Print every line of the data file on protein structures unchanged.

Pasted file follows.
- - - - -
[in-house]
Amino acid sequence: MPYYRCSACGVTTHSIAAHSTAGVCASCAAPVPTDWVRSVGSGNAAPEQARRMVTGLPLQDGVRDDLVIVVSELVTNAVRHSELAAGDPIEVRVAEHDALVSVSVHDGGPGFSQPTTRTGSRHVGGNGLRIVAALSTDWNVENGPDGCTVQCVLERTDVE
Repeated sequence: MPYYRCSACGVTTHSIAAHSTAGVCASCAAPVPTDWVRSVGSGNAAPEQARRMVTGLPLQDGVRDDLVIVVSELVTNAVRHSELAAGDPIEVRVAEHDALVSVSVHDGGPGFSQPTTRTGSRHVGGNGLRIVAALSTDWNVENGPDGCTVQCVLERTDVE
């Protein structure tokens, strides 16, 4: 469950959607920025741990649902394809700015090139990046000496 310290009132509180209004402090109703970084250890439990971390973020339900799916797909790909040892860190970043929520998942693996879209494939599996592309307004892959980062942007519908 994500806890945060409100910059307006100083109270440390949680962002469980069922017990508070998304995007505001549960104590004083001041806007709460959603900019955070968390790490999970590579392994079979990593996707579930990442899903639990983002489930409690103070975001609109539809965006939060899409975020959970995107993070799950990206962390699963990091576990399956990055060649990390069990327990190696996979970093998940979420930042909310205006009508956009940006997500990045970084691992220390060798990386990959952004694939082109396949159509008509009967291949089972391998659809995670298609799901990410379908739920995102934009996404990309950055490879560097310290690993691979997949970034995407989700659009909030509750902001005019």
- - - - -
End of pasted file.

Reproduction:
[in-house]
Amino acid sequence: MPYYRCSACGVTTHSIAAHSTAGVCASCAAPVPTDWVRSVGSGNAAPEQARRMVTGLPLQDGVRDDLVIVVSELVTNAVRHSELAAGDPIEVRVAEHDALVSVSVHDGGPGFSQPTTRTGSRHVGGNGLRIVAALSTDWNVENGPDGCTVQCVLERTDVE
Repeated sequence: MPYYRCSACGVTTHSIAAHSTAGVCASCAAPVPTDWVRSVGSGNAAPEQARRMVTGLPLQDGVRDDLVIVVSELVTNAVRHSELAAGDPIEVRVAEHDALVSVSVHDGGPGFSQPTTRTGSRHVGGNGLRIVAALSTDWNVENGPDGCTVQCVLERTDVE
């Protein structure tokens, strides 16, 4: 469950959607920025741990649902394809700015090139990046000496 310290009132509180209004402090109703970084250890439990971390973020339900799916797909790909040892860190970043929520998942693996879209494939599996592309307004892959980062942007519908 994500806890945060409100910059307006100083109270440390949680962002469980069922017990508070998304995007505001549960104590004083001041806007709460959603900019955070968390790490999970590579392994079979990593996707579930990442899903639990983002489930409690103070975001609109539809965006939060899409975020959970995107993070799950990206962390699963990091576990399956990055060649990390069990327990190696996979970093998940979420930042909310205006009508956009940006997500990045970084691992220390060798990386990959952004694939082109396949159509008509009967291949089972391998659809995670298609799901990410379908739920995102934009996404990309950055490879560097310290690993691979997949970034995407989700659009909030509750902001005019």